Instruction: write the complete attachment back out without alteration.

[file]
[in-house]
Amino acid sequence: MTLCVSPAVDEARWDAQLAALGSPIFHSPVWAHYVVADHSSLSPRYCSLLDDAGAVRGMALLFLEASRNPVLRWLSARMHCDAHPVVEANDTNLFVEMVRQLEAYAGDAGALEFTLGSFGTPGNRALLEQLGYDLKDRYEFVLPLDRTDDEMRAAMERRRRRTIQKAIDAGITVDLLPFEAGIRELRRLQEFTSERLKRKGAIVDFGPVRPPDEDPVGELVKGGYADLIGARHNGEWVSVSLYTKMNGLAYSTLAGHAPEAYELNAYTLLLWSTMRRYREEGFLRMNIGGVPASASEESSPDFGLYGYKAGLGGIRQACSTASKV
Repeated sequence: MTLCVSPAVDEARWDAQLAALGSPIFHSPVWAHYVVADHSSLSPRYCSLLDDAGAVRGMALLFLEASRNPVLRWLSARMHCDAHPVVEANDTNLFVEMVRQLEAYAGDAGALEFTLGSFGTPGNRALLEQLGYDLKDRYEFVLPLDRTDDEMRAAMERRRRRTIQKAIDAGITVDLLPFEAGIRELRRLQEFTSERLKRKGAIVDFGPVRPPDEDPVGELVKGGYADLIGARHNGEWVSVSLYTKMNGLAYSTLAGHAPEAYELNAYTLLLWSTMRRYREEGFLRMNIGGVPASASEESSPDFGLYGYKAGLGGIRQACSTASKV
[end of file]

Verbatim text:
[in-house]
Amino acid sequence: MTLCVSPAVDEARWDAQLAALGSPIFHSPVWAHYVVADHSSLSPRYCSLLDDAGAVRGMALLFLEASRNPVLRWLSARMHCDAHPVVEANDTNLFVEMVRQLEAYAGDAGALEFTLGSFGTPGNRALLEQLGYDLKDRYEFVLPLDRTDDEMRAAMERRRRRTIQKAIDAGITVDLLPFEAGIRELRRLQEFTSERLKRKGAIVDFGPVRPPDEDPVGELVKGGYADLIGARHNGEWVSVSLYTKMNGLAYSTLAGHAPEAYELNAYTLLLWSTMRRYREEGFLRMNIGGVPASASEESSPDFGLYGYKAGLGGIRQACSTASKV
Repeated sequence: MTLCVSPAVDEARWDAQLAALGSPIFHSPVWAHYVVADHSSLSPRYCSLLDDAGAVRGMALLFLEASRNPVLRWLSARMHCDAHPVVEANDTNLFVEMVRQLEAYAGDAGALEFTLGSFGTPGNRALLEQLGYDLKDRYEFVLPLDRTDDEMRAAMERRRRRTIQKAIDAGITVDLLPFEAGIRELRRLQEFTSERLKRKGAIVDFGPVRPPDEDPVGELVKGGYADLIGARHNGEWVSVSLYTKMNGLAYSTLAGHAPEAYELNAYTLLLWSTMRRYREEGFLRMNIGGVPASASEESSPDFGLYGYKAGLGGIRQACSTASKV